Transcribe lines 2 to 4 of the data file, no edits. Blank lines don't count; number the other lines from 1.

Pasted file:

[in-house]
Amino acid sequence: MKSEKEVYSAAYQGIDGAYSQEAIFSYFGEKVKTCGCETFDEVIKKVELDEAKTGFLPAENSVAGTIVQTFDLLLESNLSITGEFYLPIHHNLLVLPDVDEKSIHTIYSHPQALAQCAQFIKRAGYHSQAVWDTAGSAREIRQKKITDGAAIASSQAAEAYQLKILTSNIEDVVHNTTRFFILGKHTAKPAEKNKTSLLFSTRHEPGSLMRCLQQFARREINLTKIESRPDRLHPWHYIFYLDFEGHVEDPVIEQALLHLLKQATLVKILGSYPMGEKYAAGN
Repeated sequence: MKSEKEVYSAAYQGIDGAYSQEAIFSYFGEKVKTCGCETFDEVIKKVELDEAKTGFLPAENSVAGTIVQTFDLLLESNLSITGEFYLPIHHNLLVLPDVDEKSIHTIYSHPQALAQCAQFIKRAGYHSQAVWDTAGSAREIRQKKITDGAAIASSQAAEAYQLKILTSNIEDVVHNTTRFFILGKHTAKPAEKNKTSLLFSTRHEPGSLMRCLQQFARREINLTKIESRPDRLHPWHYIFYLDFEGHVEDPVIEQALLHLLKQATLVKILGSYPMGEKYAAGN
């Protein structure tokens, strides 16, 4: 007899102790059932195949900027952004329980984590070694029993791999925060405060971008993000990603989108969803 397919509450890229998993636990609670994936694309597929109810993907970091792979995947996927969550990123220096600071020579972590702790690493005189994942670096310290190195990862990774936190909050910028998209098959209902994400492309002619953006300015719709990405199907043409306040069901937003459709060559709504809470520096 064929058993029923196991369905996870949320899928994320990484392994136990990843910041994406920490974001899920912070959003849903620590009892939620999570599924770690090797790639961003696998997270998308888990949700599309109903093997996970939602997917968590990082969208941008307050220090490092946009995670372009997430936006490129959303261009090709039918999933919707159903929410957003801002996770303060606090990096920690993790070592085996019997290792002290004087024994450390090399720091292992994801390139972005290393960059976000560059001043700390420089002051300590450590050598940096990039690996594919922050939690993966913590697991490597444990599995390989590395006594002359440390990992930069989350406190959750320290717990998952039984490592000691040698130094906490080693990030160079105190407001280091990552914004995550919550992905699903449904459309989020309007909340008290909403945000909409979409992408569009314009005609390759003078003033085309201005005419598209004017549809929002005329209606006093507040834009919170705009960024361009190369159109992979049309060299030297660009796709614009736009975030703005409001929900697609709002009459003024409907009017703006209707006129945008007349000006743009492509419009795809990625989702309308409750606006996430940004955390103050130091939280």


Amino acid sequence: MKSEKEVYSAAYQGIDGAYSQEAIFSYFGEKVKTCGCETFDEVIKKVELDEAKTGFLPAENSVAGTIVQTFDLLLESNLSITGEFYLPIHHNLLVLPDVDEKSIHTIYSHPQALAQCAQFIKRAGYHSQAVWDTAGSAREIRQKKITDGAAIASSQAAEAYQLKILTSNIEDVVHNTTRFFILGKHTAKPAEKNKTSLLFSTRHEPGSLMRCLQQFARREINLTKIESRPDRLHPWHYIFYLDFEGHVEDPVIEQALLHLLKQATLVKILGSYPMGEKYAAGN
Repeated sequence: MKSEKEVYSAAYQGIDGAYSQEAIFSYFGEKVKTCGCETFDEVIKKVELDEAKTGFLPAENSVAGTIVQTFDLLLESNLSITGEFYLPIHHNLLVLPDVDEKSIHTIYSHPQALAQCAQFIKRAGYHSQAVWDTAGSAREIRQKKITDGAAIASSQAAEAYQLKILTSNIEDVVHNTTRFFILGKHTAKPAEKNKTSLLFSTRHEPGSLMRCLQQFARREINLTKIESRPDRLHPWHYIFYLDFEGHVEDPVIEQALLHLLKQATLVKILGSYPMGEKYAAGN
């Protein structure tokens, strides 16, 4: 007899102790059932195949900027952004329980984590070694029993791999925060405060971008993000990603989108969803 397919509450890229998993636990609670994936694309597929109810993907970091792979995947996927969550990123220096600071020579972590702790690493005189994942670096310290190195990862990774936190909050910028998209098959209902994400492309002619953006300015719709990405199907043409306040069901937003459709060559709504809470520096 064929058993029923196991369905996870949320899928994320990484392994136990990843910041994406920490974001899920912070959003849903620590009892939620999570599924770690090797790639961003696998997270998308888990949700599309109903093997996970939602997917968590990082969208941008307050220090490092946009995670372009997430936006490129959303261009090709039918999933919707159903929410957003801002996770303060606090990096920690993790070592085996019997290792002290004087024994450390090399720091292992994801390139972005290393960059976000560059001043700390420089002051300590450590050598940096990039690996594919922050939690993966913590697991490597444990599995390989590395006594002359440390990992930069989350406190959750320290717990998952039984490592000691040698130094906490080693990030160079105190407001280091990552914004995550919550992905699903449904459309989020309007909340008290909403945000909409979409992408569009314009005609390759003078003033085309201005005419598209004017549809929002005329209606006093507040834009919170705009960024361009190369159109992979049309060299030297660009796709614009736009975030703005409001929900697609709002009459003024409907009017703006209707006129945008007349000006743009492509419009795809990625989702309308409750606006996430940004955390103050130091939280």